Will Pilates Help My Back Pain?

Jessica Schatz


Outside the gym we spend a large amount of time sitting in front of screens, often in seated positions that do not require any core strength or stability. Combine that with wearing a heavy purse (usually on the same shoulder) or carrying too many grocery bags, moving or shifting furniture or boxes around our apartments, working out with improper form, etc., and we increase the occurrence of muscular imbalance, misalignment, and overuse.

Worldwide, back pain is the single leading cause of disability. About 80% of adults at some point in their lives experience some level of debilitating low back pain. Unfortunately, most people are unaware that this aggravating condition can be prevented (or alleviated) by simple exercises. Note the statement from De-Mystifying “The Core”: Four out of five Americans at some point in their lives suffer debilitating, sometimes excruciating low back pain…” 

The London Pain Clinic quotes from a study published in The Journal of Orthopaedic & Sports Physical Therapy: “…participants who practiced Pilates over a 4-week period experienced greater relief from the symptoms as compared to those who went through typical treatment programs. The main reason behind this is that the Pilates regimen strengthens the core muscles, prominently including the back.“

Jessica Schatz


The Journal’s study recognizes that regular Pilates practice promotes a well-balanced, resilient core. Low back pain can be significantly reduced or completely relieved through a combination of deep abdominal strengthening, postural awareness, and release and stretching exercises. Pilates’ effectiveness comes especially when you apply the techniques taught into your everyday life.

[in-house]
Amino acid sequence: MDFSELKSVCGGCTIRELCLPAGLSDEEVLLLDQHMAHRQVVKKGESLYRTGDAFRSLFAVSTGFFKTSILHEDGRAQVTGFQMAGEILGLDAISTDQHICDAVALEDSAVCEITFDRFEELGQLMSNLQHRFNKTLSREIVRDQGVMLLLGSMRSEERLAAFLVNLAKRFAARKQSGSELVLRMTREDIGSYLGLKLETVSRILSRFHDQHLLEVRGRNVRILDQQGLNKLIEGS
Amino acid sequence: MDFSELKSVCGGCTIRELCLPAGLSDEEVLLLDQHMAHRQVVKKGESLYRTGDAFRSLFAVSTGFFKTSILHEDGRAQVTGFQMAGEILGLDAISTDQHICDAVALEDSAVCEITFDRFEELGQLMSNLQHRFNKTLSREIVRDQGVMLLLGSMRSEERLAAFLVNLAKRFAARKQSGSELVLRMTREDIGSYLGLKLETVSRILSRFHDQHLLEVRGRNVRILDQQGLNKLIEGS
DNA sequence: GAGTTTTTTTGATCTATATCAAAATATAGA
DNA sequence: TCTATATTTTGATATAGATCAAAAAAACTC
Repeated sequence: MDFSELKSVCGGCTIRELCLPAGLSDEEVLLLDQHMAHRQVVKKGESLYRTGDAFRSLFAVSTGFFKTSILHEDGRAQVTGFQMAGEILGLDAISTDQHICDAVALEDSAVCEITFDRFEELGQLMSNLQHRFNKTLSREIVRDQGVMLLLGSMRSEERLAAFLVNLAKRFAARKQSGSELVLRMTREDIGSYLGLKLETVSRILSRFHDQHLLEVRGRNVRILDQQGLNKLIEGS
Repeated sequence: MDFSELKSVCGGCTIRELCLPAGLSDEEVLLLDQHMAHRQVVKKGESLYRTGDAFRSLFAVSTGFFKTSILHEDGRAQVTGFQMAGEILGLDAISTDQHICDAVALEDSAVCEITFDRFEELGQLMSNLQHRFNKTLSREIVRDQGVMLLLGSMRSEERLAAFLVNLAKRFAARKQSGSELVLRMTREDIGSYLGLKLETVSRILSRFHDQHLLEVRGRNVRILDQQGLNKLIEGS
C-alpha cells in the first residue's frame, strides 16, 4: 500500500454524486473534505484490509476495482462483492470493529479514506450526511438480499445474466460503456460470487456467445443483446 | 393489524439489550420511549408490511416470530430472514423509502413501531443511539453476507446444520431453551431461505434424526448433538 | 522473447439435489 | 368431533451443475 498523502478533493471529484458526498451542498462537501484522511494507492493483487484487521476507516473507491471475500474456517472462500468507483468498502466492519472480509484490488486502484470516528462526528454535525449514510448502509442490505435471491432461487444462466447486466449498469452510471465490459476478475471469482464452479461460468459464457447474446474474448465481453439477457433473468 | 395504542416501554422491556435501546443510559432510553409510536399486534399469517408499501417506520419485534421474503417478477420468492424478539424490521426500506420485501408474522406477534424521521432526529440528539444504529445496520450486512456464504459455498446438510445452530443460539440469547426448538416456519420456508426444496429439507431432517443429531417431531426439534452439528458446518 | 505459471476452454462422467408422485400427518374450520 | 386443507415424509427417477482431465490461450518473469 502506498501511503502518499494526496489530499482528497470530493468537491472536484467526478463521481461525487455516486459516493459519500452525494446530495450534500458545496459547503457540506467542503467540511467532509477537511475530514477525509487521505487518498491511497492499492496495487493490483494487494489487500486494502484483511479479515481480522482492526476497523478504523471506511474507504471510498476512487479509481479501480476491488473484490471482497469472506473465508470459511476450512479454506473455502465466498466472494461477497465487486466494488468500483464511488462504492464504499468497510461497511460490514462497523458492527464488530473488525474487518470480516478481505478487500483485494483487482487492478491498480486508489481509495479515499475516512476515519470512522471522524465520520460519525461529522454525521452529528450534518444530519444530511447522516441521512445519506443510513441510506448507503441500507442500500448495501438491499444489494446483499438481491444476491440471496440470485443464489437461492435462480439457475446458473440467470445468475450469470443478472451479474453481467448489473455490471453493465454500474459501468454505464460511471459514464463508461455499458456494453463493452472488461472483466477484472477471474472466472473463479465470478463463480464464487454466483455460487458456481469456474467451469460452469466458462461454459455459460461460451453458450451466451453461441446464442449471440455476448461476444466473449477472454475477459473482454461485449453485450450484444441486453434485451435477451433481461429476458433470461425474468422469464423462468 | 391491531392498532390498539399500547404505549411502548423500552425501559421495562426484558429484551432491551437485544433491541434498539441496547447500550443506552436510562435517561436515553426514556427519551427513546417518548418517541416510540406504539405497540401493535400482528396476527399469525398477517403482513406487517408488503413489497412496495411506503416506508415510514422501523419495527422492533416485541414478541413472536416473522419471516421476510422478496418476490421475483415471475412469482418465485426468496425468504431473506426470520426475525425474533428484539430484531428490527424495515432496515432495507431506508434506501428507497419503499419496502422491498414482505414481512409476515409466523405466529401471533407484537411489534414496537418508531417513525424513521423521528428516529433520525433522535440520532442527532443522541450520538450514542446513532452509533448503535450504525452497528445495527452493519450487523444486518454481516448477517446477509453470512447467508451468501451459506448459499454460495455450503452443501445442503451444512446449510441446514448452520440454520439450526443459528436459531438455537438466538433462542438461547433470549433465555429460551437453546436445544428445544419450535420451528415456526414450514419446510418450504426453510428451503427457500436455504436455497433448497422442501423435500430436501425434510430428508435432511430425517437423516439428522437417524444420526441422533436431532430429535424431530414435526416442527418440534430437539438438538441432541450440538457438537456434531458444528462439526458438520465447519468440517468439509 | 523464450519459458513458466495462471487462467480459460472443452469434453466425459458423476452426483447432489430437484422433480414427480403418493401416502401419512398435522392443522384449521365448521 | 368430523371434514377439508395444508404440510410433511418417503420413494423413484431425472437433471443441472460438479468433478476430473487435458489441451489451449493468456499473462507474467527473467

Jessica Schatz


A Pilates specialist or health practitioner recognizes that patients with pain stemming from excessive movement and degeneration of the intervertebral discs and joints are particularly likely to benefit from a Pilates exercise program. Postural asymmetries produce uneven stresses on the spine’s joints and discs. Proper and regular Pilates work results in decreasing wear and tear on the spine. More on this here.

Jessica Schatz


One of my guiding principles is that everything begins from the core. “In fact, your “core” comprises a complex series of muscles that extend far beyond your abs, and include almost everything besides your arms and legs.” I explain further in my blog, De-Mystifying “The Core”
: “The CORE is any muscle, or group of muscles, that promote or enhance pelvic and/or spinal stabilization. If you think of your core muscles as a sturdy, central link in a chain connecting your upper and lower body, you will understand that your arms and legs will function best if core muscles are strong and flexible. Physical motion ripples upward and downward to adjoining links of the chain. When you hit a tennis ball, mop the floor, pull open the file cabinet, or make any other movement, the necessary motions either originate in your core, or move through it.”

In our normal lives we are constantly sitting, standing, lifting, twisting, bending over to put on shoes or pick something up, and turning around to see behind us. And, we often are participating in intense workouts or athletics. All of these activities rely on core muscles. You need all 360 degrees of your core to be strong and stable in order to feel and function optimally.